The first inhabitant of the world is the player, represented by an @ (because the cell with the @ is “where you are at”). All world inhabitants, henceforth called “monsters” (after all, humans are the real monsters) and defined in monsters.csv:

id,     Char, Color,    Difficulty, Chance, Behaviors,          hp_max, strength, items
player, @,    #ffffff,  -1,         0.00,   keyboard_movement,  100,    5.00,

Difficulty” determines which quadrant a monster can spawn in. The player is a special case, so the level generator ignores it. The player moves in response to keyboard events, has 100 hit points, and hits other monsters for 5 damage. (The combat system in Rogue Basement is not sophisticated. There is no randomness. Remember, I had to be careful about where to spend innovation-points!)


Generally speaking, NPCs (non-player characters) in video games and tabletop RPGs are differentiated based on three important things:

  1. What they can do
  2. How they behave
  3. How many hits they take to kill, depending on what the player can do

All of those things affect the player’s behavior, strategy, and tactics. For a time-constrained game like Rogue Basement, I wanted to stick to the absolute basics.

The monsters are all defined in a CSV file (monsters.csv). The very first monster I added was v, the “verp”:

id,     Char, Color,    Difficulty, Chance, Behaviors,          hp_max, strength, items
verp,   v,    #ffff00,  0.00,       1.00,   beeline_visible,    10,     2.00,

In human terms, that definition reads as: “The ‘verp’ monster, represented by a yellow v, appears in difficulty-zero rooms (first quadrant) with a random weight of 1.0, moves randomly unless it sees the player in which case it moves toward them, has 10 hit points, does 2 damage to the player when hitting, and has no items at the game start.”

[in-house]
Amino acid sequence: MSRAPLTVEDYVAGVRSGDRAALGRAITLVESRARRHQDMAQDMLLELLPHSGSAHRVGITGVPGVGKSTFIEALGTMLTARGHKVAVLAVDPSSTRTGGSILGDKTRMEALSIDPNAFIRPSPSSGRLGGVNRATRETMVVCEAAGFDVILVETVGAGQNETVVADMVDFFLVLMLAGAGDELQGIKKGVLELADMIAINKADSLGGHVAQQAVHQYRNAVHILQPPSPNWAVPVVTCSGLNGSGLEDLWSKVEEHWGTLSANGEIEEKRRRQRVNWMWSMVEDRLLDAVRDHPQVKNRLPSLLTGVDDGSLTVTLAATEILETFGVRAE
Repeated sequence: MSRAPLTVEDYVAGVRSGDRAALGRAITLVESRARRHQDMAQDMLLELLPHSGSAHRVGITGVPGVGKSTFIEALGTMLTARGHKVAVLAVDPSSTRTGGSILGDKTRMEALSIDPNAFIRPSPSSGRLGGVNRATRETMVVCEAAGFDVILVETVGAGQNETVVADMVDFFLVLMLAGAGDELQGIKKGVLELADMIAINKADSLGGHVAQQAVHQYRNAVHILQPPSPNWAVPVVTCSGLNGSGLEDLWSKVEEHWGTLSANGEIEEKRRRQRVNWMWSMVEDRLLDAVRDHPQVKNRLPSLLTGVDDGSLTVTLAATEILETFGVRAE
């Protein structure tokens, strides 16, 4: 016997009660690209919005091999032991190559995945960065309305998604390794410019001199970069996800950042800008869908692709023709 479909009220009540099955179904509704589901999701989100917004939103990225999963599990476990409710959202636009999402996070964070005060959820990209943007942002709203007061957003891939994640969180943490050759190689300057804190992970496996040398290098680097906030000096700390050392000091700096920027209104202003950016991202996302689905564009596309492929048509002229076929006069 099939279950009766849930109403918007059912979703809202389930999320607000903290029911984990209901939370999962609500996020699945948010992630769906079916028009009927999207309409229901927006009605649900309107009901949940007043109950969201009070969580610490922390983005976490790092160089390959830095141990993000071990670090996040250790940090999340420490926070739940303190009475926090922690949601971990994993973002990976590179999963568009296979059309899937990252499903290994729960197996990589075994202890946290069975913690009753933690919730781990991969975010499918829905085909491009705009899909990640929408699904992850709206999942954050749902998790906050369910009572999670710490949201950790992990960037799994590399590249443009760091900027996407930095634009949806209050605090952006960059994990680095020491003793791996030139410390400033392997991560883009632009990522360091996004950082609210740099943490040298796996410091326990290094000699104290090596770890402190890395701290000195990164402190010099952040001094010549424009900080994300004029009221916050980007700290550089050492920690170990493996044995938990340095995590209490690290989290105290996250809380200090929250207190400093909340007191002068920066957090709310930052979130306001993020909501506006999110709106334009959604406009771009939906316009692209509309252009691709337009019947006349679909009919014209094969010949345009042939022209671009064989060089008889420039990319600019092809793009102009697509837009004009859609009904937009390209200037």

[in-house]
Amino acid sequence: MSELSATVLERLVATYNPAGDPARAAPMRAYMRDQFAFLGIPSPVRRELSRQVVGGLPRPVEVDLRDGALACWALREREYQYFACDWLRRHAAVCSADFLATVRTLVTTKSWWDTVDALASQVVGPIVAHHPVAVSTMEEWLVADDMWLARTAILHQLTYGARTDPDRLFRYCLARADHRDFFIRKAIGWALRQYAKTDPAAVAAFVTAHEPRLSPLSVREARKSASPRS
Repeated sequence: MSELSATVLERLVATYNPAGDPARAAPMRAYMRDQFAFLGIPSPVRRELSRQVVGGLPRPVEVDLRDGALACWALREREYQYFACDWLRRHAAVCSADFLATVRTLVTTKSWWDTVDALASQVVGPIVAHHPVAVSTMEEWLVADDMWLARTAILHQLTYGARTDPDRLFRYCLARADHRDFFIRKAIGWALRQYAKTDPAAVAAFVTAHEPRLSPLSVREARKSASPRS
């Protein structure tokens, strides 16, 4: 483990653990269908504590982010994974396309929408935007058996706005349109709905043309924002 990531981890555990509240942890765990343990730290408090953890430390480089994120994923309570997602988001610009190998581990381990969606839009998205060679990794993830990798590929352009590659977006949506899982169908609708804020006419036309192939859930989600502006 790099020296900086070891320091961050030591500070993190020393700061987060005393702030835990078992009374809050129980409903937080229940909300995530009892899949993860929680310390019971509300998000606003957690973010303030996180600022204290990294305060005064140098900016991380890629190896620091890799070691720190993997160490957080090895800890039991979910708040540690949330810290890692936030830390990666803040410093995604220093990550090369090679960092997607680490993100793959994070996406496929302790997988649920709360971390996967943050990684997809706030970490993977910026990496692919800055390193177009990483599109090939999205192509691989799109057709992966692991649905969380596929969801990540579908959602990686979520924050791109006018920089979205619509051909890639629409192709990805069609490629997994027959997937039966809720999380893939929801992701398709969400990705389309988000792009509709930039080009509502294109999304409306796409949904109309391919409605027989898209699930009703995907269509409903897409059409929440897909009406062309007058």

Behaviors are implemented as Python classes. After the player moves, each monster has a chance to move as well. Behaviors can be stacked, meaning that if one behavior decides it can’t do anything, control can be passed to the next behavior in the list. So the verp’s beeline_visible behavior either says “I see the player, I move toward them” or “I do not see the player, let some other behavior act this turn.”

After adding the verps, I wanted to balance them out with a monster that attacks from a distance. I started by defining a behavior range_5_visible which acts like beeline_visible, but instead of trying to move onto the player’s space, the monster tries to be exactly 5 tiles away. If the player approaches the monster, it will run away unless it is backed into a corner.

I attached this behavior to a new enemy type, the wibble (w). But a monster that only runs away isn’t very challenging! So it was time to deepen the simulation by adding items.

Items have simple characteristics:

  • Monsters (including the player) can hold them in an unlimited inventory.
  • When a monster dies, its items are dropped on the ground.

I only had time to add one kind of item: the rock (*). The rock has one use: you can throw it. When you do, the game spawns a new enemy with this definition:

id,             Char, Color,    Difficulty, Chance, Behaviors,        hp_max, strength, items